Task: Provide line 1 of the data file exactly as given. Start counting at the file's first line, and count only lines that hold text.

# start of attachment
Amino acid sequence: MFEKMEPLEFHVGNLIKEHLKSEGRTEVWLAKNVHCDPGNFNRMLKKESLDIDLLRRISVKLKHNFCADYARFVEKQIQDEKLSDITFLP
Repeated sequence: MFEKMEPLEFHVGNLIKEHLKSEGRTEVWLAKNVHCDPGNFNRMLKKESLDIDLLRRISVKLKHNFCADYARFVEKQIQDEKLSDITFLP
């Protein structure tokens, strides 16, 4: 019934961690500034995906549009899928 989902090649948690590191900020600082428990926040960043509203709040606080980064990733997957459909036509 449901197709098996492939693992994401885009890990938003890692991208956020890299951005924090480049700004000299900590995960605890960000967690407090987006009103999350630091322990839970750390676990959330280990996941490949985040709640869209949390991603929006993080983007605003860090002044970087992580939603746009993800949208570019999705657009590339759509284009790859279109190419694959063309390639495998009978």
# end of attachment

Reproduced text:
Amino acid sequence: MFEKMEPLEFHVGNLIKEHLKSEGRTEVWLAKNVHCDPGNFNRMLKKESLDIDLLRRISVKLKHNFCADYARFVEKQIQDEKLSDITFLP